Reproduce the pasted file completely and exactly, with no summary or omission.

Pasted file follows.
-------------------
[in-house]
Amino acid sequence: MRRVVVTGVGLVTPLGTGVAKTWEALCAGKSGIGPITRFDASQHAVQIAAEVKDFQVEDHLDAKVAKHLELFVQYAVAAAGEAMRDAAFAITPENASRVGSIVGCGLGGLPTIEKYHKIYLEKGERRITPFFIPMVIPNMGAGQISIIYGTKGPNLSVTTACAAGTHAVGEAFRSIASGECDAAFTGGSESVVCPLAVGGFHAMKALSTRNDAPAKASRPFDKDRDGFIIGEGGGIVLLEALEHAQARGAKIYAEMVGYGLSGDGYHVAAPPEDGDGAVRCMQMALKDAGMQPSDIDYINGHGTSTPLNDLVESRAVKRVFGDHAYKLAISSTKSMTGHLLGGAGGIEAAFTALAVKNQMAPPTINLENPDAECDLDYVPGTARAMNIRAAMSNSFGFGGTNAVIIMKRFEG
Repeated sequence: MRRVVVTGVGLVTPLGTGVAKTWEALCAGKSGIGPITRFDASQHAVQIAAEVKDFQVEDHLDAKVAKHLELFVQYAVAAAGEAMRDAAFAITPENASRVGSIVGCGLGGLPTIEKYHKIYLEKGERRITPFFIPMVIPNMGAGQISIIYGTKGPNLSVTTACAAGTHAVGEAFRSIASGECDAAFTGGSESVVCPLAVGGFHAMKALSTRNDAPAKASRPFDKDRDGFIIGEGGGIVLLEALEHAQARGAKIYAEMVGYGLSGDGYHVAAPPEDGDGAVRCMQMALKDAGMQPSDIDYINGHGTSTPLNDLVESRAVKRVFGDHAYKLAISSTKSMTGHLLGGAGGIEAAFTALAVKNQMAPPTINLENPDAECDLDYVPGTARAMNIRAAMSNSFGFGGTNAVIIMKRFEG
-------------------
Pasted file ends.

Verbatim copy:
[in-house]
Amino acid sequence: MRRVVVTGVGLVTPLGTGVAKTWEALCAGKSGIGPITRFDASQHAVQIAAEVKDFQVEDHLDAKVAKHLELFVQYAVAAAGEAMRDAAFAITPENASRVGSIVGCGLGGLPTIEKYHKIYLEKGERRITPFFIPMVIPNMGAGQISIIYGTKGPNLSVTTACAAGTHAVGEAFRSIASGECDAAFTGGSESVVCPLAVGGFHAMKALSTRNDAPAKASRPFDKDRDGFIIGEGGGIVLLEALEHAQARGAKIYAEMVGYGLSGDGYHVAAPPEDGDGAVRCMQMALKDAGMQPSDIDYINGHGTSTPLNDLVESRAVKRVFGDHAYKLAISSTKSMTGHLLGGAGGIEAAFTALAVKNQMAPPTINLENPDAECDLDYVPGTARAMNIRAAMSNSFGFGGTNAVIIMKRFEG
Repeated sequence: MRRVVVTGVGLVTPLGTGVAKTWEALCAGKSGIGPITRFDASQHAVQIAAEVKDFQVEDHLDAKVAKHLELFVQYAVAAAGEAMRDAAFAITPENASRVGSIVGCGLGGLPTIEKYHKIYLEKGERRITPFFIPMVIPNMGAGQISIIYGTKGPNLSVTTACAAGTHAVGEAFRSIASGECDAAFTGGSESVVCPLAVGGFHAMKALSTRNDAPAKASRPFDKDRDGFIIGEGGGIVLLEALEHAQARGAKIYAEMVGYGLSGDGYHVAAPPEDGDGAVRCMQMALKDAGMQPSDIDYINGHGTSTPLNDLVESRAVKRVFGDHAYKLAISSTKSMTGHLLGGAGGIEAAFTALAVKNQMAPPTINLENPDAECDLDYVPGTARAMNIRAAMSNSFGFGGTNAVIIMKRFEG